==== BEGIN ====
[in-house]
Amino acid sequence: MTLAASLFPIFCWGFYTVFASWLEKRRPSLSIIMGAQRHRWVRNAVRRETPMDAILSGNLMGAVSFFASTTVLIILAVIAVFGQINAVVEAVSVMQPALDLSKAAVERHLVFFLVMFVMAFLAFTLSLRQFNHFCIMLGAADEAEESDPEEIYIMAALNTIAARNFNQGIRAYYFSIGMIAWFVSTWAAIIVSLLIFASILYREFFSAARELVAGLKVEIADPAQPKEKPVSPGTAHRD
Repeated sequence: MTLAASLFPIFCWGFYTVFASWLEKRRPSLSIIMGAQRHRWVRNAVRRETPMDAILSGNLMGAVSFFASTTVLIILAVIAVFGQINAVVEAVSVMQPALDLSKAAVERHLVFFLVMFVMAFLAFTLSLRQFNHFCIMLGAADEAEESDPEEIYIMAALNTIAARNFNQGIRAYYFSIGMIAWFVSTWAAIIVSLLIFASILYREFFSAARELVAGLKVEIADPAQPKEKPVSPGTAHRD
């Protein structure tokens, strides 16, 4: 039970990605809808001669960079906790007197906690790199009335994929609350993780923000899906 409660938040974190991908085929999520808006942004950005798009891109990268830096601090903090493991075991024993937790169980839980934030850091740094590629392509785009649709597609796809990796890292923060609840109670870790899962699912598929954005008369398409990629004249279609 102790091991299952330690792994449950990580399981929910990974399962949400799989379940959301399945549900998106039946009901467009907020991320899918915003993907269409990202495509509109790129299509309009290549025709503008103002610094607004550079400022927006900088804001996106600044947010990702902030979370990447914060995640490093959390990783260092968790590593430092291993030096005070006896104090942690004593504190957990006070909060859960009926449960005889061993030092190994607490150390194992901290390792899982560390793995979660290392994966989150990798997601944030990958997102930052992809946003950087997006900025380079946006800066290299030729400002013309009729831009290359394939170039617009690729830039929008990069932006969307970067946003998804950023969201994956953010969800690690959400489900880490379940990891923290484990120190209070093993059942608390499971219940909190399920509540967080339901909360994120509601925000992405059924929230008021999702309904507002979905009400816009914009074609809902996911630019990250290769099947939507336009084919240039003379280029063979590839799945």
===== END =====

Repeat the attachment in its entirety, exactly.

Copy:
[in-house]
Amino acid sequence: MTLAASLFPIFCWGFYTVFASWLEKRRPSLSIIMGAQRHRWVRNAVRRETPMDAILSGNLMGAVSFFASTTVLIILAVIAVFGQINAVVEAVSVMQPALDLSKAAVERHLVFFLVMFVMAFLAFTLSLRQFNHFCIMLGAADEAEESDPEEIYIMAALNTIAARNFNQGIRAYYFSIGMIAWFVSTWAAIIVSLLIFASILYREFFSAARELVAGLKVEIADPAQPKEKPVSPGTAHRD
Repeated sequence: MTLAASLFPIFCWGFYTVFASWLEKRRPSLSIIMGAQRHRWVRNAVRRETPMDAILSGNLMGAVSFFASTTVLIILAVIAVFGQINAVVEAVSVMQPALDLSKAAVERHLVFFLVMFVMAFLAFTLSLRQFNHFCIMLGAADEAEESDPEEIYIMAALNTIAARNFNQGIRAYYFSIGMIAWFVSTWAAIIVSLLIFASILYREFFSAARELVAGLKVEIADPAQPKEKPVSPGTAHRD
């Protein structure tokens, strides 16, 4: 039970990605809808001669960079906790007197906690790199009335994929609350993780923000899906 409660938040974190991908085929999520808006942004950005798009891109990268830096601090903090493991075991024993937790169980839980934030850091740094590629392509785009649709597609796809990796890292923060609840109670870790899962699912598929954005008369398409990629004249279609 102790091991299952330690792994449950990580399981929910990974399962949400799989379940959301399945549900998106039946009901467009907020991320899918915003993907269409990202495509509109790129299509309009290549025709503008103002610094607004550079400022927006900088804001996106600044947010990702902030979370990447914060995640490093959390990783260092968790590593430092291993030096005070006896104090942690004593504190957990006070909060859960009926449960005889061993030092190994607490150390194992901290390792899982560390793995979660290392994966989150990798997601944030990958997102930052992809946003950087997006900025380079946006800066290299030729400002013309009729831009290359394939170039617009690729830039929008990069932006969307970067946003998804950023969201994956953010969800690690959400489900880490379940990891923290484990120190209070093993059942608390499971219940909190399920509540967080339901909360994120509601925000992405059924929230008021999702309904507002979905009400816009914009074609809902996911630019990250290769099947939507336009084919240039003379280029063979590839799945």